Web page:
KIWI AND GLOBAL GIANT FONTERRA LOOKS TO A BRIGHT SUSTAINABLE FUTURE
BY NZFT FEATURES WRITER RACHEL MACDONALD
Charlotte Rutherford has been a champion for rural sustainability in this country for more than 20 years. Today, she is Fonterra’s director of sustainability, leading the design and implementation of many of the co-op’s environmental and research programmes. Her role has recently become more complex. Why?
New Zealand is one of the first countries to make climate-related disclosures mandatory, with many others following suit. The disclosure regime will require climate reporting entities to start making public climate-related disclosures for their financial years from on or after January 1, 2023, in accordance with climate standards published by the External Reporting Board (XRB). The Financial Markets Authority will be responsible for monitoring regulation, and enforcement. Rutherford explains that Fonterra has decided to adopt these guidelines a year early to help prepare the co-op for the forthcoming mandatory disclosure.
“Two hundred publicly listed companies are going to be required to release a climate-related disclosure next year, so we decided to try a trial run ahead of the compulsory introduction of these new measures,” says Rutherford. “The idea is that this will give us a head start on positioning Fonterra’s climate-related activities across our value chain in line with the standards and allow us to engage early with our farmers and stakeholders on climate-related risks and opportunities.”
Rutherford has spent 21 years at Fonterra, working for the co-op in the fields of environmental resilience and sustainability.
“To begin with, my interest was very local and environmental. However, society has since required a much broader approach. Now, at Fonterra, we have whole teams focusing on it, and we get judged on our success and what it’s going to mean for our future,” she says.
She says Fonterra has a three-pronged long-term strategy, which includes positioning the co-op as a leader in sustainability. Among its sustainability initiatives is an investment of $1billion to reduce its manufacturing emissions as it moves towards zero coal and improving the quality of its waste water.
“Climate and water are two important components of our sustainability work. Another important issue we need to consider over the next six months is the increasing emphasis on nature and biodiversity,” says Rutherford. “In addition to consulting our stakeholders to help validate our thinking, all of this needs to be assessed, discussed and reviewed by our Sustainability Advisory Panel, a group of ‘friendly critics’. They hold us to account and identify some of the big questions that we may have missed.”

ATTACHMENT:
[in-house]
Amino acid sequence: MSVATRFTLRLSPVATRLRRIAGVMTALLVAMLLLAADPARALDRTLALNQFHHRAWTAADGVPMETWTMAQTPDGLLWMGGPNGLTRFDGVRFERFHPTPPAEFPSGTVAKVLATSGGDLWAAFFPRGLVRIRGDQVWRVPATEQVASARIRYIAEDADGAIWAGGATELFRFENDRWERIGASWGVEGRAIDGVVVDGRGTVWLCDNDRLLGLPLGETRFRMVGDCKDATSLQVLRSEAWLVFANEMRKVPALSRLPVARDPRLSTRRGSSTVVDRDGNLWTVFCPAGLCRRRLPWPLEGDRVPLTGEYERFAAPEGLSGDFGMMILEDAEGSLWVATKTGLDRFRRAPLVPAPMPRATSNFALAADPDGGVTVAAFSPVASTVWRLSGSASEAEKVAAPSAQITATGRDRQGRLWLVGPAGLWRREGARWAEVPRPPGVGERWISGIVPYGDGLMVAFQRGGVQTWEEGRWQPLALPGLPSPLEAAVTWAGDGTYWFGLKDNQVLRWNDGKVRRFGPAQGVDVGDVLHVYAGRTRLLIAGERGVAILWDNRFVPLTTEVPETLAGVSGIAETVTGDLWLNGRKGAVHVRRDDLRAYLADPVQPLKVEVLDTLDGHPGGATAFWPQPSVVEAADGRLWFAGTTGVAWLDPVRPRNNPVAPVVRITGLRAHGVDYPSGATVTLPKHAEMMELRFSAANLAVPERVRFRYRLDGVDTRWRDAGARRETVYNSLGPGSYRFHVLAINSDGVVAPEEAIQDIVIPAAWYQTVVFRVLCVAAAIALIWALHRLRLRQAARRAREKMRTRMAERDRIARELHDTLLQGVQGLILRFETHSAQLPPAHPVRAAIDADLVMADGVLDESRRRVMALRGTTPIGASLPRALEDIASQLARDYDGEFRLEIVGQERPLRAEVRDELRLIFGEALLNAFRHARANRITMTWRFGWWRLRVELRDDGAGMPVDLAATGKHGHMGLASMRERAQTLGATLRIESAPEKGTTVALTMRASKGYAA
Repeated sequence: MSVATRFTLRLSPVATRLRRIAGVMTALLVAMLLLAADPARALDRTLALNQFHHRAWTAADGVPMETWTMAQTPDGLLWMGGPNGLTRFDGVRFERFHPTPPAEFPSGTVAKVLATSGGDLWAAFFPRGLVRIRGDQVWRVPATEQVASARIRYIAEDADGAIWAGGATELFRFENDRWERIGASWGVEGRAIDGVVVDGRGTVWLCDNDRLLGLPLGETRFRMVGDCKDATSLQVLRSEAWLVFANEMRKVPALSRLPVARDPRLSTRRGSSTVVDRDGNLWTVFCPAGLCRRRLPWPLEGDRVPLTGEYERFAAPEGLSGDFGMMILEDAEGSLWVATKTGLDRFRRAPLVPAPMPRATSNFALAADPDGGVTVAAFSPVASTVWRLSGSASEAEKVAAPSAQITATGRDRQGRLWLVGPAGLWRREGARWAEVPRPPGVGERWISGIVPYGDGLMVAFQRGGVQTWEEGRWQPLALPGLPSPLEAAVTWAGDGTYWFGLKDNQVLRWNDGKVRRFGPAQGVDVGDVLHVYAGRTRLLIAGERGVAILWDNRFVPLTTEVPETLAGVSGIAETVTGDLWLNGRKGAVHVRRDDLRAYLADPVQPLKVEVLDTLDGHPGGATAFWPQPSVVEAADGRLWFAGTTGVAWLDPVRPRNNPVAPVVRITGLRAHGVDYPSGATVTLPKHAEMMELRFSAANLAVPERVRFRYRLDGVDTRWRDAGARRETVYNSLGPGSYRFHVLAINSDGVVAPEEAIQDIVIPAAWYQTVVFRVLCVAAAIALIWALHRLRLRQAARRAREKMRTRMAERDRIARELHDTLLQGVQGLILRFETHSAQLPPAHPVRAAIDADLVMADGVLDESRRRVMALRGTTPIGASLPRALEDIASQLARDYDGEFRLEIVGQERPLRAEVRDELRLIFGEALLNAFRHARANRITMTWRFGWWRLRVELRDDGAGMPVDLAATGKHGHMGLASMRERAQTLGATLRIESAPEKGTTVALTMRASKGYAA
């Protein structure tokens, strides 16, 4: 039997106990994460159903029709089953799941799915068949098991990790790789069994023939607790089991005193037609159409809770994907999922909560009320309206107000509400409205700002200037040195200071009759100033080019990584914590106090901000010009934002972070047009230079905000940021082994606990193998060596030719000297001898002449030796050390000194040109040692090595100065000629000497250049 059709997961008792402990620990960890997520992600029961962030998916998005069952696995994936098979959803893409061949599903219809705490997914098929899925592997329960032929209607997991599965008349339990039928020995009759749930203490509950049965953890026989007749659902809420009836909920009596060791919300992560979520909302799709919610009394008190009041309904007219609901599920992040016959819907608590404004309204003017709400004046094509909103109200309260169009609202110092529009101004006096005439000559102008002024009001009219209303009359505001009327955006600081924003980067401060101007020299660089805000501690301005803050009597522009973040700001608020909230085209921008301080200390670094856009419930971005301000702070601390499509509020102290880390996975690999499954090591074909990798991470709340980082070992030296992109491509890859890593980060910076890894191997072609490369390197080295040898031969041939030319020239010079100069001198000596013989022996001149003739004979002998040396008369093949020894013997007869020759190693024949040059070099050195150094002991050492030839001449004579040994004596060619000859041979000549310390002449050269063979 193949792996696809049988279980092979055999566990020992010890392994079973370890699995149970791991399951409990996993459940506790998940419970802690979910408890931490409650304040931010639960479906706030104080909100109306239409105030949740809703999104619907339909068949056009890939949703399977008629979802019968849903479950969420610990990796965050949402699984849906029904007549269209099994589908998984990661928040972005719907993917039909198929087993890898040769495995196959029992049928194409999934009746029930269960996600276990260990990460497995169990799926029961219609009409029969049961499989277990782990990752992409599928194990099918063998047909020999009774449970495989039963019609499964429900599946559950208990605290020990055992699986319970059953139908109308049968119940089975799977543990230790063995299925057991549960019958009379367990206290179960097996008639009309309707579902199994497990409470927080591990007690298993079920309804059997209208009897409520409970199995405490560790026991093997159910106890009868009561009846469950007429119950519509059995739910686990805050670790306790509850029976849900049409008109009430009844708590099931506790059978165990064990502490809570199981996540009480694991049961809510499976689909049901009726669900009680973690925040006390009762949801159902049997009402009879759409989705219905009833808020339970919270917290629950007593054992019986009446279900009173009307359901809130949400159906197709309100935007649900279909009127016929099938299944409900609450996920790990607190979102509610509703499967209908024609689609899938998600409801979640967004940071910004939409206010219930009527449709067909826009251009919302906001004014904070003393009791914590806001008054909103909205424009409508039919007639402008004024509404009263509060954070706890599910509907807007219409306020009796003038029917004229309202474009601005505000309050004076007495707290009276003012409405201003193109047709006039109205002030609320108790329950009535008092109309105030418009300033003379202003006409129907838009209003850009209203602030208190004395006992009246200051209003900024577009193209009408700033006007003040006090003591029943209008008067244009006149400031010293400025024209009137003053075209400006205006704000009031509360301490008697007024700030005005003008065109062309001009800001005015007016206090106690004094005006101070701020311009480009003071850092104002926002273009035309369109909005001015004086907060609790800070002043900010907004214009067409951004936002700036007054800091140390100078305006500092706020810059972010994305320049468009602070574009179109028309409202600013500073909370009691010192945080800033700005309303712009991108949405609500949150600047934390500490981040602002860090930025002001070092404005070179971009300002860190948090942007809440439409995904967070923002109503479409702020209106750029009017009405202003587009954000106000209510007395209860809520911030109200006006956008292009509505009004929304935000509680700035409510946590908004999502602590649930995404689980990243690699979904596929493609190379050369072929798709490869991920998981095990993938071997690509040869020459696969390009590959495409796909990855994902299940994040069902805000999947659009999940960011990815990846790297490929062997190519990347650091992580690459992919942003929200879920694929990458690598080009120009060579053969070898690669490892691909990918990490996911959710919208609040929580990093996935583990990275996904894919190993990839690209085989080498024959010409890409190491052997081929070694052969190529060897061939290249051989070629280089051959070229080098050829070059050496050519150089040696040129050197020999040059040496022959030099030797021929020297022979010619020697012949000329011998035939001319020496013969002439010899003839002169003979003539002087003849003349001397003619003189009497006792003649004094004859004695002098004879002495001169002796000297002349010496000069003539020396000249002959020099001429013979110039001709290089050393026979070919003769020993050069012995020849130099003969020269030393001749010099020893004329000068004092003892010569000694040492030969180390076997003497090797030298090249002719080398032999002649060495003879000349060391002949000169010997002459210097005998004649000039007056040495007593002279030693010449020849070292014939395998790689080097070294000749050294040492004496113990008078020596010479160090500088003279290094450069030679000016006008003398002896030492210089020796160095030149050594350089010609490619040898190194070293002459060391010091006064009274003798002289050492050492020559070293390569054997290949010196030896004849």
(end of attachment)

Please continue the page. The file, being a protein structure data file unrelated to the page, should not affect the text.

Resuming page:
To be fair, she says, you could pick anything as a priority – water quality, animal wellbeing, sustainable value.
“Climate change is a huge and complex issue, and it is constantly evolving. It’s about identifying the why, what and how of what we can do to address this, particularly since we are in a leading position to do so and already stack up well in our efforts. That said, it takes a lot of constant work to retain that position,” she says. “However, first and foremost, a sustainable co-op wields massive weight in terms of our farmers and the value they can leverage both here and overseas. Supporting our shareholders on their sustainability journey will help keep them strong now and into the future.”
A major part of the strategy is focused on building inter-generational resilience, she says.
“As a co-op, we’ve been here for generations – and we want to stay here. One of the big changes we have to cater for now is the acceleration to meet the requirements of our customers. They want every detail in terms of climate effects in particular. There’s no room for greenwashing in this game; transparency of intent is vital.”
The strategy long-term has been to deliver change through change management.
“Ten or 15 years ago, Fonterra realised the need for advice and support for farmers, which led the co-op to assume a role as the largest environmental consultancy in the country,” says Rutherford. “It’s about supporting our farmer owners and making sure our guidance is practical and relevant on-site. The co-op is made up of 9000 farming families who we work in partnership with and we are committed to creating value from the goodness of New Zealand milk, now and into the future. That remains essential as we try to move the whole environmental curve forwards.”
She says it’s been a case of having a forward-looking framework in place and being able to demonstrate that this is no one-trick pony in terms of business resilience and the environment.
“It’s hard work, it’s ongoing, and it feeds into all aspects of farm management. We also realise that some farmers are struggling with change fatigue and they have to be supported through that.”
However, she says Fonterra’s farmer owners are generally up for the challenge. They want to leave their land better than they found it, but need to know how much that will cost and how to recoup their investment.
“Our owners also have a massive manufacturing asset that we manage on their behalf and they expect it to be managed sustainably.”
She says that her role as a caretaker for inter-generational resilience will never be done. Sustainability, she says, will be an ongoing journey for the co-op.
“Our long-term sustainability ambitions and commitments that we made towards 2030 – a 50% absolute reduction in Scope 1&2 emissions from a 2018 baseline – are tracking well.”
The next issue to be addressed, she says, is likely to be sustainable packaging, which requires ongoing investment in research and development.
“The question of packaging comes up a lot in our surveys, so we’ll be taking a long, hard look at it. It’s a very tangible factor and one that’s important to our consumers locally and internationally.”